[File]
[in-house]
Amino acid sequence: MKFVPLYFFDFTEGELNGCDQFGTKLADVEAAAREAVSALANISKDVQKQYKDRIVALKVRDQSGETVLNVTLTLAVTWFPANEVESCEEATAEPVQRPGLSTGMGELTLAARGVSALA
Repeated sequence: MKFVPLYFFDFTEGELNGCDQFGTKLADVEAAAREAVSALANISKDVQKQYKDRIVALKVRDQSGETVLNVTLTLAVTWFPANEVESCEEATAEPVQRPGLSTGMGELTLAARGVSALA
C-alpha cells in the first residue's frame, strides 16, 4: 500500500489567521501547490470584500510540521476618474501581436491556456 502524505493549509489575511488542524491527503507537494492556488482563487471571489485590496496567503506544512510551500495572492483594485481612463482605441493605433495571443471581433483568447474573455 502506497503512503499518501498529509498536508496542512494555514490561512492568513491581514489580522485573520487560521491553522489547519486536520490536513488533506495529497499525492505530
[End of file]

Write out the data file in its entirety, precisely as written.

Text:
[in-house]
Amino acid sequence: MKFVPLYFFDFTEGELNGCDQFGTKLADVEAAAREAVSALANISKDVQKQYKDRIVALKVRDQSGETVLNVTLTLAVTWFPANEVESCEEATAEPVQRPGLSTGMGELTLAARGVSALA
Repeated sequence: MKFVPLYFFDFTEGELNGCDQFGTKLADVEAAAREAVSALANISKDVQKQYKDRIVALKVRDQSGETVLNVTLTLAVTWFPANEVESCEEATAEPVQRPGLSTGMGELTLAARGVSALA
C-alpha cells in the first residue's frame, strides 16, 4: 500500500489567521501547490470584500510540521476618474501581436491556456 502524505493549509489575511488542524491527503507537494492556488482563487471571489485590496496567503506544512510551500495572492483594485481612463482605441493605433495571443471581433483568447474573455 502506497503512503499518501498529509498536508496542512494555514490561512492568513491581514489580522485573520487560521491553522489547519486536520490536513488533506495529497499525492505530